Allergies in Children

What are allergies?

Allergies are overreactions of the immune system. They happen when the immune system fights harmless foreign substances called allergens, such as dust mites, pollen, pet dander, and food. Therefore, treatments are usually designed to suppress the allergic reaction so your child can be safely exposed to the allergens and/or treat the symptoms when they occur.

Visible allergy symptoms are the body’s reaction to inflammatory chemicals, such as histamines, cytokines, or leukotrienes. Inflammatory chemicals are released from white blood cells to fight foreign substances in the body. Each time your child sneezes or shows some symptom of an allergic reaction, her body is reacting to the allergen. Specifically, the immune system makes immunoglobin E (IgE) antibodies to the allergens, which causes mast cells to release chemicals such as histamines, cytokines, and leukotrienes to fight the allergens. Essentially, the reaction between the IgE and the allergen triggers an allergic reaction.

The process is similar for food allergies. One difference is that with a food allergy, a child is more likely to have dermatologic (skin symptoms) and gastrointestinal symptoms, such as cramps, nausea, and vomiting, than with an inhalant allergy.

What are some symptoms of an allergic reaction?

  • rhinitis: nasal stuffiness, sneezing, nasal itching, nasal discharge, itching in ears or roof of the mouth
  • allergic conjunctivitis: red, itchy, watery eyes
  • atopic dermatitis: red, itchy, dry skin
  • urticaria: hives or itchy welts
  • asthma: shortness of breath, coughing, wheezing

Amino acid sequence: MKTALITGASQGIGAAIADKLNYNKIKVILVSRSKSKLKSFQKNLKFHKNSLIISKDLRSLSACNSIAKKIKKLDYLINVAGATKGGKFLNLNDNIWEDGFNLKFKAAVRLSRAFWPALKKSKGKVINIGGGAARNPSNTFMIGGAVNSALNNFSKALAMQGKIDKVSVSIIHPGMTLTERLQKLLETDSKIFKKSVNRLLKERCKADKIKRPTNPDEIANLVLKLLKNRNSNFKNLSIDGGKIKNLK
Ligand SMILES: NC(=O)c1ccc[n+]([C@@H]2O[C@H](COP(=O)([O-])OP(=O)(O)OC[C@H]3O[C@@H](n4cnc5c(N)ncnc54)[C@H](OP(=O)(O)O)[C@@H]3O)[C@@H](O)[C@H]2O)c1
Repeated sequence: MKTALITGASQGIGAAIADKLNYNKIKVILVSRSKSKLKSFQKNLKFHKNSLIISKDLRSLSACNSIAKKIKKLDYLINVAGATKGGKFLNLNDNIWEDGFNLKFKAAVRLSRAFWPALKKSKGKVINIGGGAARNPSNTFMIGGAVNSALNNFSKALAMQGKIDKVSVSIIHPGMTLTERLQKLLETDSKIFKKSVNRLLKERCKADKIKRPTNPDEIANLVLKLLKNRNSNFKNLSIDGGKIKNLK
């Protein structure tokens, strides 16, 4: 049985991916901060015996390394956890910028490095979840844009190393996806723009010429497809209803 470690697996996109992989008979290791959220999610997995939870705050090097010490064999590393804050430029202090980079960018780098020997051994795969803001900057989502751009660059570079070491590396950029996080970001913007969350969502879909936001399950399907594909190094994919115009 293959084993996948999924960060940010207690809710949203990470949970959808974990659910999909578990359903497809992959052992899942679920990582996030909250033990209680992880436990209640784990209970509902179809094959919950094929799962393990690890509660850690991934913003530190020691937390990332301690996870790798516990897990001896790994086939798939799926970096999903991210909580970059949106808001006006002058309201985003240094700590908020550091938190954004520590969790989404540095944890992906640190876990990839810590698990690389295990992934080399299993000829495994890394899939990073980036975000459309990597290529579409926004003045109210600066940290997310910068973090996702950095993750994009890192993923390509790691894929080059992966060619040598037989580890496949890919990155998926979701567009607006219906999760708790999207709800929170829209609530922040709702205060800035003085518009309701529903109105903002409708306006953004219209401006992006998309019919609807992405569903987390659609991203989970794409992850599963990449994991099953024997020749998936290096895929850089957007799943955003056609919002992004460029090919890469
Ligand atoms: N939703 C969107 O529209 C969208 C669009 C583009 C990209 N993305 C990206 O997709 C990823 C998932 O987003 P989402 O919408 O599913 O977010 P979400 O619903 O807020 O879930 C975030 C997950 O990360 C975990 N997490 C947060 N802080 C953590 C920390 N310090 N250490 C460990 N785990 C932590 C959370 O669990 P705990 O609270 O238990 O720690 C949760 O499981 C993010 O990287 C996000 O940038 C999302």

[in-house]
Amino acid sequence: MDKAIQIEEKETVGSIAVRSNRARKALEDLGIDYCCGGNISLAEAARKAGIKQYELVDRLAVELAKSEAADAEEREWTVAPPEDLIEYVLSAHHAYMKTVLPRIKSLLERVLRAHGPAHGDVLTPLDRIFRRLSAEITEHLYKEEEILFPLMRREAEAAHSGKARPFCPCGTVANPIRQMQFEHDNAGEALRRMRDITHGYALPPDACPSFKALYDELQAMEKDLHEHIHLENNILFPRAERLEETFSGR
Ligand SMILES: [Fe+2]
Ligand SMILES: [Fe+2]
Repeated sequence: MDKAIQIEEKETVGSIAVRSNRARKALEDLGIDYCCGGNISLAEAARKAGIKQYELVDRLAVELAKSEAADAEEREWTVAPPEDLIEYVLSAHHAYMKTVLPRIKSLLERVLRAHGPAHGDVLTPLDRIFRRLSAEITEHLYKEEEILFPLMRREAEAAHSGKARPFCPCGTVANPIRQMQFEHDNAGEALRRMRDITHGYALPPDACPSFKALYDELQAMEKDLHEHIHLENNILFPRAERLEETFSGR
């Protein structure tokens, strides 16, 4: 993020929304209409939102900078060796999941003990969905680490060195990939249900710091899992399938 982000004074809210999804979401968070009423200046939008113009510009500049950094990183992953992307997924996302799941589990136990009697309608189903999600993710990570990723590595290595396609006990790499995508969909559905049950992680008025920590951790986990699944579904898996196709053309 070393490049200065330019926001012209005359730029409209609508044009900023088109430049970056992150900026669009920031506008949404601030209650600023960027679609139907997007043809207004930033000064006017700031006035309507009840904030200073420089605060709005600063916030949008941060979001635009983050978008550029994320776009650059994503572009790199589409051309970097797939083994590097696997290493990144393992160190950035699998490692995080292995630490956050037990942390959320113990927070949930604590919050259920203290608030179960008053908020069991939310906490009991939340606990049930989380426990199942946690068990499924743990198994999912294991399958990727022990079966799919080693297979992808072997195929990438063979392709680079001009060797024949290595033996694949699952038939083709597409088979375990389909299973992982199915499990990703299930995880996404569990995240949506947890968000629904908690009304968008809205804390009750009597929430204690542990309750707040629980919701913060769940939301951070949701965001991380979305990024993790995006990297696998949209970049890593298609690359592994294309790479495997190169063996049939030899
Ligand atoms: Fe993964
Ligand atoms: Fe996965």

• Food allergies can be life-threatening. It is important to know the symptoms of a food allergic reaction. See our section on food allergies for signs and symptoms.

What causes an allergic reaction?

Allergens can be breathed in through the air and enter the nose, sinuses, throat, or lungs. Additionally, allergens can enter through the skin with direct physical contact or can be ingested in the case of food allergies.

Some of the allergens that may trigger an allergic reaction are:

Patterns of allergies have been found in families; however, the specific genetic factors are not yet fully understood.

How we care for allergies

Boston Children’s Hospital's Allergy and Asthma Program physicians collaborate with your child’s primary care physician to provide a comprehensive and individualized treatment plan. To help treat individuals with severe atopic dermatitis, we have a multi-disciplinary Atopic Dermatitis Center with a psychologist and a nutritionist. Additionally, our team collaborates with Children’s researchers to conduct clinical trials to evaluate new approaches to allergy treatments.

What makes the Division of Immunology at Boston Children’s unique is the involvement of our researchers. Our scientists see patients, as well as conduct lab research, which helps to raise the level of patient care and brings innovative discoveries directly to our young patients.